One mid-September evening in 2018, Joel Cusick found himself pointing a laser scanner at the butt of a bear named Otis.
Cusick was taking a break from work, standing on a platform along the Brooks River in Alaska’s Katmai National Park and Preserve — a world-famous spot for bear watching, as the giant mammals like to wade in the water to hang out and catch fish. Otis was a few hundred feet away, standing relatively still.
Cusick, who works for the National Park Service’s Alaska regional office, creates maps and trains people on GPS and the use of scanners in the field. He typically uses a laser scanner — specifically, a terrestrial lidar scanner — to measure the volume of stationary objects in the park like buildings and gravel piles. It’s a $70,000 industrial-grade tool that sits on a hefty tripod. That evening, Cusick aimed it at Otis, and took a scan.
Lidar is short for “light detecting and ranging” and is probably best known for its use in autonomous vehicles. A lidar scanner sends out millions of pulses of infrared light and measures how long it takes for them to return after hitting an object, such as Otis. These measurements form a point cloud that can then be used to build a three-dimensional map of the object.
In a matter of seconds, Cusick could see what looked like pinpoints comprising Otis’s rear on a tablet linked to the scanner. Computer software later processed the scan, creating a 3-D model that could be used to determine the width of the bear’s behind.
Cusick was excited; he didn’t think his experiment would work.
“I was like, ‘Wow, I got a return — I can measure the butt of Otis here!’” he recalled with a chuckle to CNN Business this week.
That lightbulb moment for Cusick led to a multi-year effort to use a lidar scanner to unobtrusively estimate the volumes (and, through that, the weights) of some bears at Katmai as they fatten up for winter, which may help biologists understand more about the animals’ health (about 2,200 brown bears live in the park). In 2019 and 2020, bears were scanned around the time of Fat Bear Week at the park — an annual online competition, currently underway through Tuesday, where people can vote for the chunkiest (or chonkiest) brown bears as they get ready to hibernate for the winter. Though the lidar-assisted attempt at estimating the bears’ weights was halted this year due to the pandemic, which made fewer employees available to help with the process, Cusick hopes it will continue in the future.
It might sound simpler to use a scale to weigh bears, but it’s impractical in the wild, where it might get chewed on. (Plus, you’d have to lure the bears onto the scale and get them to stand still for about 11 seconds or so.) In spring, bears in the wild may be weighed by biologists who fly in via helicopter, tranquilize the bear, push it into a net, and lift it via a pulley system. But, in addition to its intrusiveness, the method may not be possible in fall, when bears have fattened up for the winter.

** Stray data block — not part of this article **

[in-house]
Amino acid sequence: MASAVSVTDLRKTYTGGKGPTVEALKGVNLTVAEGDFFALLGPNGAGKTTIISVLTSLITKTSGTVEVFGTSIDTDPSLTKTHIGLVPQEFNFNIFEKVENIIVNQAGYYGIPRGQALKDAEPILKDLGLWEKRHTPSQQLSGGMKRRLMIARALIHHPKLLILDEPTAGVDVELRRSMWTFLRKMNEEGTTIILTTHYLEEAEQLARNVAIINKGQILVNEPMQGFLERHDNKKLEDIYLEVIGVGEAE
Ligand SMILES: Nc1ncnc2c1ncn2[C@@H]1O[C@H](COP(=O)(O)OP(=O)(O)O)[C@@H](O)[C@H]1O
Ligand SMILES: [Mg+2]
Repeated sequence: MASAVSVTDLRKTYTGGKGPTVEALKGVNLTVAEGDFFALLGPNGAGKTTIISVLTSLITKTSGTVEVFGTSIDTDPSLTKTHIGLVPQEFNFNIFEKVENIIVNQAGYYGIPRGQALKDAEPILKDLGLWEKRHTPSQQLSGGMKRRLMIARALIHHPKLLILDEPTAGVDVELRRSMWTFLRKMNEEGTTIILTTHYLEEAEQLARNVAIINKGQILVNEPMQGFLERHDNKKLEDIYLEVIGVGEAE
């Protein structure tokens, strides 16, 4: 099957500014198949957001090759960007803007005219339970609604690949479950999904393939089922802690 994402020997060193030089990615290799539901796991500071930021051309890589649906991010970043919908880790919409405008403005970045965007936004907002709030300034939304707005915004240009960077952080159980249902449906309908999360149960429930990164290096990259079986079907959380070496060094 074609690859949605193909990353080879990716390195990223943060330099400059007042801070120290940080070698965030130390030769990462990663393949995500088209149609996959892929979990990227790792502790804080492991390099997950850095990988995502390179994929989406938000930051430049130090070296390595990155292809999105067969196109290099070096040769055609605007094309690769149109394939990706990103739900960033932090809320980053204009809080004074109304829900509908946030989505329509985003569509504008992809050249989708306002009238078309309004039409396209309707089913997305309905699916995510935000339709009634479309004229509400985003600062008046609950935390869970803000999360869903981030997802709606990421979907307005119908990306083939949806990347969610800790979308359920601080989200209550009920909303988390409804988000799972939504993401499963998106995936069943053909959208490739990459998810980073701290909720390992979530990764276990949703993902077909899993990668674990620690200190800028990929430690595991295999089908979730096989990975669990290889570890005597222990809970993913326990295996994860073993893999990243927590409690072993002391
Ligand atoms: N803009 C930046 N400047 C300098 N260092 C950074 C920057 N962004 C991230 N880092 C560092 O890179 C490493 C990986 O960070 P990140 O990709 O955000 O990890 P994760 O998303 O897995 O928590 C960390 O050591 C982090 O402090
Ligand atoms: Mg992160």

“A huge, huge upside of this method is it’s noninvasive; we don’t have to capture animals,” said Lindsey Mangipane, an Anchorage-based polar bear biologist for the US Fish and Wildlife Service. “It’s a lot less logistically challenging for us as well.”
Estimating a bear’s weight with lidar is much less disruptive, though it’s still very much a complicated guessing game. For instance, those taking the scans are only able to capture part of the bear, because there’s no way to put a scanner on the other side of the river, Cusick said. To make up for this, they may slice a bear scan in half and double the volume of the more complete side of the body to estimate the total volume of the bear. And while a 3-D scan can be used to determine the bear’s volume (how much space it takes up, in three dimensions), it doesn’t infer anything about its density, which is needed to help figure out how heavy it is.
To get a good guess at density, which may vary from bear to bear depending on gender, bone structure, time of year, and many other factors, Cusick spoke with biologists who study the animals. They figured it would be reasonable to estimate a bear is made up of 60% water and 40% fat, he said, so he and his colleagues used those percentages in 2019 and 2020 to tease out, from the scanned volumes, estimates of the weights for a number of bears at Katmai.
The overall process requires multiple people, Cusick said: one person performs the scan while another verifies the bear’s identity, for example. The weight estimates, which for a single bear may be made with numerous scans, are also made independently by separate people and compared.
It’s currently impossible to know how accurate this method is, but Mangipane is hoping to validate the scanning technology by partnering with zoos to scan captive polar bears, whose weights are known since they can be trained to step on scales. Those known weights could be compared with weights derived from 3-D scans of the bears.
Accuracy aside, Cusick said the results have been consistent: Last year, for instance, he and his colleagues used about 10 scans taken over several days of a bear known as 747. Two people independently estimated 747’s weight from each scan, yielding 20 estimates that averaged 1,416 pounds. Each of the individual estimates were within about 100 pounds, Cusick said, and the average was an eight-pound difference from the bear’s heft in 2019.
747 was estimated to be the most voluminous bear last year, as well as the heaviest. He was also voted to the top of the bracket by Fat Bear Week voters.
While it will be impossible to know for sure which bear is truly the fattest this year, Cusick thinks 747 looks the biggest once more.
“We all have our favorites,” he said. “The anthropomorphism here is quite strong.”